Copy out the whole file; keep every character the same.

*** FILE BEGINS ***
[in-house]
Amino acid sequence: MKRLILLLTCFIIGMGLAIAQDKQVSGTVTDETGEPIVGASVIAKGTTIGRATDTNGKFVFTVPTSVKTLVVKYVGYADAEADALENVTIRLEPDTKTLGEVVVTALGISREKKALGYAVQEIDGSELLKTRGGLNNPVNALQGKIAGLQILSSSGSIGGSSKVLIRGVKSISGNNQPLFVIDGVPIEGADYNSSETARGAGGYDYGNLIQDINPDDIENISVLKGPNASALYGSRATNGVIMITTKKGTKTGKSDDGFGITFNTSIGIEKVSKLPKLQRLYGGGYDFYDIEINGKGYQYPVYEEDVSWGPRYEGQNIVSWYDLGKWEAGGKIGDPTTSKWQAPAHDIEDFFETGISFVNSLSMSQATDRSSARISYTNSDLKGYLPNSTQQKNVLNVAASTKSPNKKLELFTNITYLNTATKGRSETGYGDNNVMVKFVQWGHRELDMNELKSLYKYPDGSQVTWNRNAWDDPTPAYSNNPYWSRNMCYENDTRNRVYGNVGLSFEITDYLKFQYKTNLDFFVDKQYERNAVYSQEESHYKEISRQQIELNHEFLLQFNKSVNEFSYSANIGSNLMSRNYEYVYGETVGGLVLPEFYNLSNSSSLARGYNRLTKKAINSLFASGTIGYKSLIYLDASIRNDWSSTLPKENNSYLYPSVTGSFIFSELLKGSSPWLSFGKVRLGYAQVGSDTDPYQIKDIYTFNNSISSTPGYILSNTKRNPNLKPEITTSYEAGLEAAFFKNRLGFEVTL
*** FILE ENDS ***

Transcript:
[in-house]
Amino acid sequence: MKRLILLLTCFIIGMGLAIAQDKQVSGTVTDETGEPIVGASVIAKGTTIGRATDTNGKFVFTVPTSVKTLVVKYVGYADAEADALENVTIRLEPDTKTLGEVVVTALGISREKKALGYAVQEIDGSELLKTRGGLNNPVNALQGKIAGLQILSSSGSIGGSSKVLIRGVKSISGNNQPLFVIDGVPIEGADYNSSETARGAGGYDYGNLIQDINPDDIENISVLKGPNASALYGSRATNGVIMITTKKGTKTGKSDDGFGITFNTSIGIEKVSKLPKLQRLYGGGYDFYDIEINGKGYQYPVYEEDVSWGPRYEGQNIVSWYDLGKWEAGGKIGDPTTSKWQAPAHDIEDFFETGISFVNSLSMSQATDRSSARISYTNSDLKGYLPNSTQQKNVLNVAASTKSPNKKLELFTNITYLNTATKGRSETGYGDNNVMVKFVQWGHRELDMNELKSLYKYPDGSQVTWNRNAWDDPTPAYSNNPYWSRNMCYENDTRNRVYGNVGLSFEITDYLKFQYKTNLDFFVDKQYERNAVYSQEESHYKEISRQQIELNHEFLLQFNKSVNEFSYSANIGSNLMSRNYEYVYGETVGGLVLPEFYNLSNSSSLARGYNRLTKKAINSLFASGTIGYKSLIYLDASIRNDWSSTLPKENNSYLYPSVTGSFIFSELLKGSSPWLSFGKVRLGYAQVGSDTDPYQIKDIYTFNNSISSTPGYILSNTKRNPNLKPEITTSYEAGLEAAFFKNRLGFEVTL